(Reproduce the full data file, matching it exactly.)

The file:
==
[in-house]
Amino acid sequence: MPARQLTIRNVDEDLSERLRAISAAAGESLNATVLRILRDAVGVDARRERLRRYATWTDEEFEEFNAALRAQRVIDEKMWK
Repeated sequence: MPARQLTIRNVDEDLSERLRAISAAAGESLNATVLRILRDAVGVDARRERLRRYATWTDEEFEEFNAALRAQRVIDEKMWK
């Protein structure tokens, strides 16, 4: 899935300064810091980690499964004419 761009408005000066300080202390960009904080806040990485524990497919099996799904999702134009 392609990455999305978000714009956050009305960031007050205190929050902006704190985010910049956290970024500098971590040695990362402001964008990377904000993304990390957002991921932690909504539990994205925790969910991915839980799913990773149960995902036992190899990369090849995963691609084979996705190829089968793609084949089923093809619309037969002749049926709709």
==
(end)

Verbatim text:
[in-house]
Amino acid sequence: MPARQLTIRNVDEDLSERLRAISAAAGESLNATVLRILRDAVGVDARRERLRRYATWTDEEFEEFNAALRAQRVIDEKMWK
Repeated sequence: MPARQLTIRNVDEDLSERLRAISAAAGESLNATVLRILRDAVGVDARRERLRRYATWTDEEFEEFNAALRAQRVIDEKMWK
């Protein structure tokens, strides 16, 4: 899935300064810091980690499964004419 761009408005000066300080202390960009904080806040990485524990497919099996799904999702134009 392609990455999305978000714009956050009305960031007050205190929050902006704190985010910049956290970024500098971590040695990362402001964008990377904000993304990390957002991921932690909504539990994205925790969910991915839980799913990773149960995902036992190899990369090849995963691609084979996705190829089968793609084949089923093809619309037969002749049926709709």